PJM in Hollywood (which is just another name for themanwhocreatedmoseswine) is scurrying about trying to create the appearance that Bananas In Pajamas Media is so a real journalistic enterprise with scoops and banner headlines and Marmaduke cartoons and guys wearing fedoras with a little Press card stuck in the band.
A source close to Pajamas Media has learned that Iranâ€™s Supreme Leader, Ayatollah Ali Khamenei, has apparently succumbed to the cancer that hospitalized him last month, as exclusively reported by Pajamas Media, at age 67. He has been Iranâ€™s most powerful figure since replacing Ayatollah Khomeini in the role of Supreme Leader in 1989.
…or maybe not.
â€œIt is a rumor circulating in Tehran,â€ Amir Taheri told Richard Miniter, PJM Washington editor. â€œThere is no way to know if it is true.â€
Taheri was responding to a Pajamas Media post yesterday of a report â€¦ as yet unconfirmedâ€¦ that Iranâ€™s Supreme Leader Ayatollah Ali Khamenei is dead.
Taheri is an Iranian-born journalist with a wide range of sources inside and outside of his former homeland. He was executive editor-in-chief of Kayhan, Iranâ€™s most read newspaper, from 1972 to 1979. Later, he joined the staffs of Britainâ€™s Sunday Times and Germanyâ€™s Die Welt. Today, he is columnist for the New York Post. Pajamas Media tracked him down in London.
On balance, Taheri was confident that Khamenei was suffering from cancer but skeptical that he had died.
Because if you really want to know about what’s happening in Iran, Taheri is your man. After all, he broke the sumptuary law story where the Iranian Jews were going to be forced to wear yellow stars. Only… not. And he does have quite the history of, what’s the word?…..oh yeah, making shit up.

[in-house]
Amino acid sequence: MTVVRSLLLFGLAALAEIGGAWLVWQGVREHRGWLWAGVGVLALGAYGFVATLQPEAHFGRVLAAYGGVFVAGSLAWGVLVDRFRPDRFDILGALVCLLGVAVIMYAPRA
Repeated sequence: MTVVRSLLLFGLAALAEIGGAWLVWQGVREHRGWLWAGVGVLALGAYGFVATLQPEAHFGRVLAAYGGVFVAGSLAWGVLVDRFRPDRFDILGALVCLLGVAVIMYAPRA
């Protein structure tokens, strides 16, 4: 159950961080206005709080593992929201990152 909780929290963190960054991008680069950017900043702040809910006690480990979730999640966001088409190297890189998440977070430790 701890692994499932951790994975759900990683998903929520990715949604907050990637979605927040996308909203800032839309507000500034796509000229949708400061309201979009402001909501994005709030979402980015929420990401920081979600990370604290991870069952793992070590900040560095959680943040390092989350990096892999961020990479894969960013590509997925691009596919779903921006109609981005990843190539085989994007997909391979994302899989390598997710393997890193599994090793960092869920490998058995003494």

It was in 1989 that Taheri was first exposed as a journalistic felon. The book he published the year before, Nest of Spies, examined the rule and fall of the Shah of Iran. Taheri received many respectful reviews, but in The New Republic Shaul Bakhash, a reigning doyen of Persian studies, checked Taheri’s footnotes. Suddenly a book review became an investigative exposÃ©. Bakhash, a history professor at George Mason University and a former fellow at Princeton’s Institute for Advanced Study, detailed case after case in which Taheri cited nonexistent sources, concocted nonexistent substance in cases where the sources existed and distorted the substance beyond recognition when it was present. Taheri “repeatedly refers us to books where the information he cites simply does not exist,” Bakhash wrote. “Often the documents cannot be found in the volumes to which he attributes them…. [He] repeatedly reads things into the documents that are simply not there.” In one case, noted Bakhash, Taheri cited an earlier article of his own–but offered content he himself never wrote in that article. Bakhash concluded that Nest of Spies was “the sort of book that gives contemporary history a bad name.” In a response published two months later, Taheri failed to rebut Bakhash’s charges.
Yet, thanks to Benador and the outlets that publish its writers, Taheri survived to publish again. And again. The concoctions continued, with the full knowledge of his enablers. In a New York Post column last year, Taheri identified Iran’s UN ambassador, Javad Zarif, as one of the students involved in the illegal 1979 seizure of hostages at the US Embassy in Tehran. San Francisco State University professor Dwight Simpson wrote the Post politely to request a correction. “This allegation is false,” he explained. “On November 4, 1979 [the day of the seizure], Javad Zarif was in San Francisco. He was then a graduate student in the Department of International Relations of San Francisco State University. He was my student, and he served also as my teaching assistant.”
So I guess, for the moment, we’ll have to go with the fact that Khamenei is still alive because, if you can’t get Taheri to lie for you, you’re pretty much way out there in
left right field….